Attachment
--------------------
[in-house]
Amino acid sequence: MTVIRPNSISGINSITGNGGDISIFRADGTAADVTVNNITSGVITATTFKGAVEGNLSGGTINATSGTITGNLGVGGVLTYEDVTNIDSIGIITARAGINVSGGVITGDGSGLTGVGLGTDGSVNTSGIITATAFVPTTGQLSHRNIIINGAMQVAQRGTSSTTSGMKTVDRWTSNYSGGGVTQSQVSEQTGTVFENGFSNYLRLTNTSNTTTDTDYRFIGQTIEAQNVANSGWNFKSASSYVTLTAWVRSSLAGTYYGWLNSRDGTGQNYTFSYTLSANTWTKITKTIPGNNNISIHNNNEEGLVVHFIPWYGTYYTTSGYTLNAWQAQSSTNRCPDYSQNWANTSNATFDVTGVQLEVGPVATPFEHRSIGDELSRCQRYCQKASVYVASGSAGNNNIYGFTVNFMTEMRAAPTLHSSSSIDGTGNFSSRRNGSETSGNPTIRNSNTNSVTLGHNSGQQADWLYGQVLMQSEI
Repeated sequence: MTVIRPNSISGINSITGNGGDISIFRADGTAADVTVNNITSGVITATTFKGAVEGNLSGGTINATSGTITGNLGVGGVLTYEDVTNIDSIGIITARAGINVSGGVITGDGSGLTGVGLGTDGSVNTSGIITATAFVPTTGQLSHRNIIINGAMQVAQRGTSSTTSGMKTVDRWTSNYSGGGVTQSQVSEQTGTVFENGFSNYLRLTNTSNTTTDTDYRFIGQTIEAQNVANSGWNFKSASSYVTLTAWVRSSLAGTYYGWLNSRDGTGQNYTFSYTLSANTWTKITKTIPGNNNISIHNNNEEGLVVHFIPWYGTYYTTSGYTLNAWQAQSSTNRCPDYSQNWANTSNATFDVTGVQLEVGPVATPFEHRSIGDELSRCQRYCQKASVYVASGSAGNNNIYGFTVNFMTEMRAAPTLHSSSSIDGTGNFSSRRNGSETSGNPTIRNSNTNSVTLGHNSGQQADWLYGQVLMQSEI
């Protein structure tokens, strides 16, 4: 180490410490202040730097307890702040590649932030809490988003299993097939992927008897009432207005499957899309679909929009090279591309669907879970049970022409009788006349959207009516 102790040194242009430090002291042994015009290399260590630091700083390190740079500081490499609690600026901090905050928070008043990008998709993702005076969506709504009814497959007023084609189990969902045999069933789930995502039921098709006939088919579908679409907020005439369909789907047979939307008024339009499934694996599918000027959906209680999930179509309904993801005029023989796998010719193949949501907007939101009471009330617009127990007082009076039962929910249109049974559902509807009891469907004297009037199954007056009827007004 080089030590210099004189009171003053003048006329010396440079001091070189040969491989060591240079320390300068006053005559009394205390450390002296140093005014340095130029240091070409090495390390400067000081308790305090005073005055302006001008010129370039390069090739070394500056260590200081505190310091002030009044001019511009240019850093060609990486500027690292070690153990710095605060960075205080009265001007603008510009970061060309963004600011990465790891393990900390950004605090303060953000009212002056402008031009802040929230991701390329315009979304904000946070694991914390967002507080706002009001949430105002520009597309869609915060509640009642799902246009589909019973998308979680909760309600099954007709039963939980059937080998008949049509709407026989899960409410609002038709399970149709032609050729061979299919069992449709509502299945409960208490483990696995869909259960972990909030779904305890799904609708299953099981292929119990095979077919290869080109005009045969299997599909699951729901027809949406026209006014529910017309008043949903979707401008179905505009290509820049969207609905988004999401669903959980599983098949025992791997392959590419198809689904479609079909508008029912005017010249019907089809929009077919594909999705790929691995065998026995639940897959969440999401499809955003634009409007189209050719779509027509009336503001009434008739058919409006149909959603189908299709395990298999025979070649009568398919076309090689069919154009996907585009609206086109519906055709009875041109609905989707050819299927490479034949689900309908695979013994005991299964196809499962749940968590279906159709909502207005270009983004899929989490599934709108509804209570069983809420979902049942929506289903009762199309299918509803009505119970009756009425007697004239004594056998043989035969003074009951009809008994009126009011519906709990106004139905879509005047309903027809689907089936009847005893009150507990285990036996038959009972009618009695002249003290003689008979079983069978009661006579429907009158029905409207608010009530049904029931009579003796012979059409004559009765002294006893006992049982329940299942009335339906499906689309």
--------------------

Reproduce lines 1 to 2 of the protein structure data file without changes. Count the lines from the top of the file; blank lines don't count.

[in-house]
Amino acid sequence: MTVIRPNSISGINSITGNGGDISIFRADGTAADVTVNNITSGVITATTFKGAVEGNLSGGTINATSGTITGNLGVGGVLTYEDVTNIDSIGIITARAGINVSGGVITGDGSGLTGVGLGTDGSVNTSGIITATAFVPTTGQLSHRNIIINGAMQVAQRGTSSTTSGMKTVDRWTSNYSGGGVTQSQVSEQTGTVFENGFSNYLRLTNTSNTTTDTDYRFIGQTIEAQNVANSGWNFKSASSYVTLTAWVRSSLAGTYYGWLNSRDGTGQNYTFSYTLSANTWTKITKTIPGNNNISIHNNNEEGLVVHFIPWYGTYYTTSGYTLNAWQAQSSTNRCPDYSQNWANTSNATFDVTGVQLEVGPVATPFEHRSIGDELSRCQRYCQKASVYVASGSAGNNNIYGFTVNFMTEMRAAPTLHSSSSIDGTGNFSSRRNGSETSGNPTIRNSNTNSVTLGHNSGQQADWLYGQVLMQSEI